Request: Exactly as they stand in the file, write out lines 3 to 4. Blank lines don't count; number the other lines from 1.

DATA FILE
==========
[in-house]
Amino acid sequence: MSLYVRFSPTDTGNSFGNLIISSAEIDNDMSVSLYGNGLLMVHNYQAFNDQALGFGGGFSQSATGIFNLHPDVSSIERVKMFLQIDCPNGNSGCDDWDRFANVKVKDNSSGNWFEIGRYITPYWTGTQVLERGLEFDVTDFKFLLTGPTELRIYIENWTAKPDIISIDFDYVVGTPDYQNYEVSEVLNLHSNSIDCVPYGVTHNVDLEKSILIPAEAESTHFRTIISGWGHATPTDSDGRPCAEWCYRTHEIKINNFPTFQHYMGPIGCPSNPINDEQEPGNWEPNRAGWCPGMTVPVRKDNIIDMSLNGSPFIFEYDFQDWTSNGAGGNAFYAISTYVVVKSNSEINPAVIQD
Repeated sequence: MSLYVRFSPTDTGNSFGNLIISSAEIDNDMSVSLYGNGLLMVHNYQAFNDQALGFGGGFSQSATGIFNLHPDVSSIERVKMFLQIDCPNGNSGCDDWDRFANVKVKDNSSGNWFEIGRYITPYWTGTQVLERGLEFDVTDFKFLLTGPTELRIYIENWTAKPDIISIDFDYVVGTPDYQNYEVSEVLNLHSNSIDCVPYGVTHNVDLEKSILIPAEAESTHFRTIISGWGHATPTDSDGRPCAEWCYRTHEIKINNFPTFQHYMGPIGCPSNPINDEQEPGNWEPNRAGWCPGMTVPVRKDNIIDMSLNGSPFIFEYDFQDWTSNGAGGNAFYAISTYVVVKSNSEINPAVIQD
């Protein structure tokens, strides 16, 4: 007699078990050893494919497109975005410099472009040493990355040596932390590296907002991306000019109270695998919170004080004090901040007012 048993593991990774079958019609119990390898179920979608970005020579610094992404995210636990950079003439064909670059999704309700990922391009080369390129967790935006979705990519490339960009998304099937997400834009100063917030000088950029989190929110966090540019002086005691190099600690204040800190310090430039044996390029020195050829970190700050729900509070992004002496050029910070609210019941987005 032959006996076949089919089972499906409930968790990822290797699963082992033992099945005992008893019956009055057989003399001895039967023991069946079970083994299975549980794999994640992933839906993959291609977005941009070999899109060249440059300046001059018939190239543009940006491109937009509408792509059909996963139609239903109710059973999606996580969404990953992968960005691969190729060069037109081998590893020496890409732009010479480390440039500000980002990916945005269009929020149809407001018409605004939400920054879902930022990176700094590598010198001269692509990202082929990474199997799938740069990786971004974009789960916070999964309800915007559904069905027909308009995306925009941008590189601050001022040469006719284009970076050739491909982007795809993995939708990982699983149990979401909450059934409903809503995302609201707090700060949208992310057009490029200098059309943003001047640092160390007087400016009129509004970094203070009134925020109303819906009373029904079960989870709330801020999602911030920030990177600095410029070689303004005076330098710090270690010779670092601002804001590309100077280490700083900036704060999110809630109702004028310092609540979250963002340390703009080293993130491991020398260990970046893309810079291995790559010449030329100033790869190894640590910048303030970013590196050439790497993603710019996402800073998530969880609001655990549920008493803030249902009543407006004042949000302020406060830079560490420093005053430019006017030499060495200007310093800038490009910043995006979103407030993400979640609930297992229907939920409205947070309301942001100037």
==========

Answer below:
Repeated sequence: MSLYVRFSPTDTGNSFGNLIISSAEIDNDMSVSLYGNGLLMVHNYQAFNDQALGFGGGFSQSATGIFNLHPDVSSIERVKMFLQIDCPNGNSGCDDWDRFANVKVKDNSSGNWFEIGRYITPYWTGTQVLERGLEFDVTDFKFLLTGPTELRIYIENWTAKPDIISIDFDYVVGTPDYQNYEVSEVLNLHSNSIDCVPYGVTHNVDLEKSILIPAEAESTHFRTIISGWGHATPTDSDGRPCAEWCYRTHEIKINNFPTFQHYMGPIGCPSNPINDEQEPGNWEPNRAGWCPGMTVPVRKDNIIDMSLNGSPFIFEYDFQDWTSNGAGGNAFYAISTYVVVKSNSEINPAVIQD
């Protein structure tokens, strides 16, 4: 007699078990050893494919497109975005410099472009040493990355040596932390590296907002991306000019109270695998919170004080004090901040007012 048993593991990774079958019609119990390898179920979608970005020579610094992404995210636990950079003439064909670059999704309700990922391009080369390129967790935006979705990519490339960009998304099937997400834009100063917030000088950029989190929110966090540019002086005691190099600690204040800190310090430039044996390029020195050829970190700050729900509070992004002496050029910070609210019941987005 032959006996076949089919089972499906409930968790990822290797699963082992033992099945005992008893019956009055057989003399001895039967023991069946079970083994299975549980794999994640992933839906993959291609977005941009070999899109060249440059300046001059018939190239543009940006491109937009509408792509059909996963139609239903109710059973999606996580969404990953992968960005691969190729060069037109081998590893020496890409732009010479480390440039500000980002990916945005269009929020149809407001018409605004939400920054879902930022990176700094590598010198001269692509990202082929990474199997799938740069990786971004974009789960916070999964309800915007559904069905027909308009995306925009941008590189601050001022040469006719284009970076050739491909982007795809993995939708990982699983149990979401909450059934409903809503995302609201707090700060949208992310057009490029200098059309943003001047640092160390007087400016009129509004970094203070009134925020109303819906009373029904079960989870709330801020999602911030920030990177600095410029070689303004005076330098710090270690010779670092601002804001590309100077280490700083900036704060999110809630109702004028310092609540979250963002340390703009080293993130491991020398260990970046893309810079291995790559010449030329100033790869190894640590910048303030970013590196050439790497993603710019996402800073998530969880609001655990549920008493803030249902009543407006004042949000302020406060830079560490420093005053430019006017030499060495200007310093800038490009910043995006979103407030993400979640609930297992229907939920409205947070309301942001100037």